The local delivery company’s shares have nearly doubled this week, joining a small but growing group of U.S.-listed China stocks that are regaining investor favor

Key Takeaways:

  • Dada Group’s shares nearly doubled in the first three trading days of the New Year, becoming the latest in a small group of U.S.-listed Chinese stocks posting major gains
  • The gains, which have come on high trading volume, most likely reflect smaller institutional investors taking up new positions as sentiment improves towards such companies

By Doug Young

A press release at the start of this week from Dada Group (DADA.US) looks just a tad self-congratulatory, recounting the intracity delivery company’s “Impressive 2022 Year in Review.” But a much better headline might be “Dada Group’s Impressive Stock Performance in the First Week of 2023.”

The company’s shares have rocketed 89% in the space of just three trading days since the New Year, including a 29% jump on Thursday. The huge gains came on trading volume that was roughly triple the normal level, with about 7.6% of the company’s stock changing hands over that period.

While Dada would probably like to believe that its “Impressive Year in Review” announcement touched off the rally, the real reason is probably a factor we discussed last month. Specifically, we suspect that similar impressive gains for a small but growing number of U.S.-listed China stocks in the last month are being driven by mid-sized institutional investors starting to rediscover the group and take up significant positions.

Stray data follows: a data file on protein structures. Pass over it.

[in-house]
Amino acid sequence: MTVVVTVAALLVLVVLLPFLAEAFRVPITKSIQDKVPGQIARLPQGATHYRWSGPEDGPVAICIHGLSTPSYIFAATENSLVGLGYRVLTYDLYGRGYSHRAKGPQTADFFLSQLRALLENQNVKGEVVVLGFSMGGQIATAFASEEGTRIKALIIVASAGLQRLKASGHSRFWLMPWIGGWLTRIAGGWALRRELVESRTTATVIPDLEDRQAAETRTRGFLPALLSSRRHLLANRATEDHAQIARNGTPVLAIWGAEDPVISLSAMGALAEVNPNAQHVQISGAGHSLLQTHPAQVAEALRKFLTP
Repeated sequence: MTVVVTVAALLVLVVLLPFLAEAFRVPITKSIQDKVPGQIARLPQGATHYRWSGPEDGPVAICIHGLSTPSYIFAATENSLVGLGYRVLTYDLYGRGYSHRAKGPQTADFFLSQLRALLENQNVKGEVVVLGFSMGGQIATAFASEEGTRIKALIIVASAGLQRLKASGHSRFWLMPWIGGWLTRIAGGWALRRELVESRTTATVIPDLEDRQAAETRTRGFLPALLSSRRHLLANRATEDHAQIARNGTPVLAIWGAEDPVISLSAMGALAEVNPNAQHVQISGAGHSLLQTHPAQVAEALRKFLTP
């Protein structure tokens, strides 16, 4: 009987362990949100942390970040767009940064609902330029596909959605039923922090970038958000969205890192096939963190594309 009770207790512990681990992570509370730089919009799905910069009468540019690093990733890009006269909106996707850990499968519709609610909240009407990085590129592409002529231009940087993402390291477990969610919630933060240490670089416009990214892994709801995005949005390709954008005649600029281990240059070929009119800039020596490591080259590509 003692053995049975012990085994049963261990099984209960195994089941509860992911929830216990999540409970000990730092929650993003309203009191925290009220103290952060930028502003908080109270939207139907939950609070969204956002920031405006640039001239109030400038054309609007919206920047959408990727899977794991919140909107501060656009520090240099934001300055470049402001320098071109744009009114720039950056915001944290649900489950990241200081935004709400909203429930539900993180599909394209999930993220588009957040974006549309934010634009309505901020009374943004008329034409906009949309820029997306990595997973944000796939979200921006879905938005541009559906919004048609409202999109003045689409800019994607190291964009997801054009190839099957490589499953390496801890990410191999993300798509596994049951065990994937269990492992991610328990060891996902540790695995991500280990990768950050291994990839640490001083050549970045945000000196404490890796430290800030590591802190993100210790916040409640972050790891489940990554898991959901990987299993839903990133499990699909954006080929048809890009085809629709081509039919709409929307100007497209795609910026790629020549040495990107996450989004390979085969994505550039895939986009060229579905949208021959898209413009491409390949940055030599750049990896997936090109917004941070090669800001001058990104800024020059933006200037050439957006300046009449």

When we wrote about this phenomenon last month, education companies 17 Education (YQ.US), Gaotu Techedu (GOTU.US) and iHuman (IH.US) had also posted big gains over just a few days on equally heavy volume. All of those gains have held since then, indicating the change probably wasn’t driven by short-term speculators. Another company to post similar big gains this week was online grocer Dingdong (DDL.US), whose shares have also risen 46% in the last two trading days.

We’ll take a closer look at Dada shortly, and examine why one or more major investors appears to be taking a position in the company.

But first we’ll quickly recap the rocky road that U.S.-listed Chinese stocks have traveled over the last two years, and why sentiment finally seems to be turning positive towards the group. Many of these companies reached all-time highs two years ago when new economy Chinese companies were all the rage due to their big growth potential.

But then they got hammered one painful blow at a time, driving most to all-time lows that were a tiny fraction of their IPO prices. One of two main factors behind those blows was a dispute between the U.S. and Chinese securities regulators that now looks largely resolved. The other factor was a wave of regulatory crackdowns, which now also appears to be largely finished, covering a wide range of sectors in China from education to online gaming.

With both of those issues now largely in the rear-view mirror, U.S.-listed Chinese stocks have finally begun to rebound from their all-time lows. The iShares MSCI China index is up 46% from a low at the end of October. Following the New Year rally, Dada’s American depositary shares (ADSs) are actually up fourfold from their late October low. But we should also note that even after the New Year rally, they are still only at their levels from about a year ago. And at their latest close of $13.19, the shares are still below their $16 IPO price from 2020, and well below their all-time high of $58 from late 2020.